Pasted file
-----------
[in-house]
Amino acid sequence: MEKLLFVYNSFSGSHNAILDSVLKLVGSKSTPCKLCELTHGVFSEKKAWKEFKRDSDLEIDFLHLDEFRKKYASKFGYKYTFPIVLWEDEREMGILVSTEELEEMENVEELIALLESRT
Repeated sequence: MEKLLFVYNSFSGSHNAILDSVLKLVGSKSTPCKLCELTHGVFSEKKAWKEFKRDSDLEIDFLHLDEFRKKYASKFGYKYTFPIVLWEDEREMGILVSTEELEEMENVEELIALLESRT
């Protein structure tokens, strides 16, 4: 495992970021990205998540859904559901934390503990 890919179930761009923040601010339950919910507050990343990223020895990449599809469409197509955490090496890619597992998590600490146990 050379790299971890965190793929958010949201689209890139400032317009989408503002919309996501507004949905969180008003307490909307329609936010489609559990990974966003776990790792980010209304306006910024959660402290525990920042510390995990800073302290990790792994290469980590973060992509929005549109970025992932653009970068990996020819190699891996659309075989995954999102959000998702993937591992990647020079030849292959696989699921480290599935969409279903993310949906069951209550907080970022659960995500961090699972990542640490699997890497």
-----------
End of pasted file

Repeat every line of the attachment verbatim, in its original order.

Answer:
[in-house]
Amino acid sequence: MEKLLFVYNSFSGSHNAILDSVLKLVGSKSTPCKLCELTHGVFSEKKAWKEFKRDSDLEIDFLHLDEFRKKYASKFGYKYTFPIVLWEDEREMGILVSTEELEEMENVEELIALLESRT
Repeated sequence: MEKLLFVYNSFSGSHNAILDSVLKLVGSKSTPCKLCELTHGVFSEKKAWKEFKRDSDLEIDFLHLDEFRKKYASKFGYKYTFPIVLWEDEREMGILVSTEELEEMENVEELIALLESRT
């Protein structure tokens, strides 16, 4: 495992970021990205998540859904559901934390503990 890919179930761009923040601010339950919910507050990343990223020895990449599809469409197509955490090496890619597992998590600490146990 050379790299971890965190793929958010949201689209890139400032317009989408503002919309996501507004949905969180008003307490909307329609936010489609559990990974966003776990790792980010209304306006910024959660402290525990920042510390995990800073302290990790792994290469980590973060992509929005549109970025992932653009970068990996020819190699891996659309075989995954999102959000998702993937591992990647020079030849292959696989699921480290599935969409279903993310949906069951209550907080970022659960995500961090699972990542640490699997890497």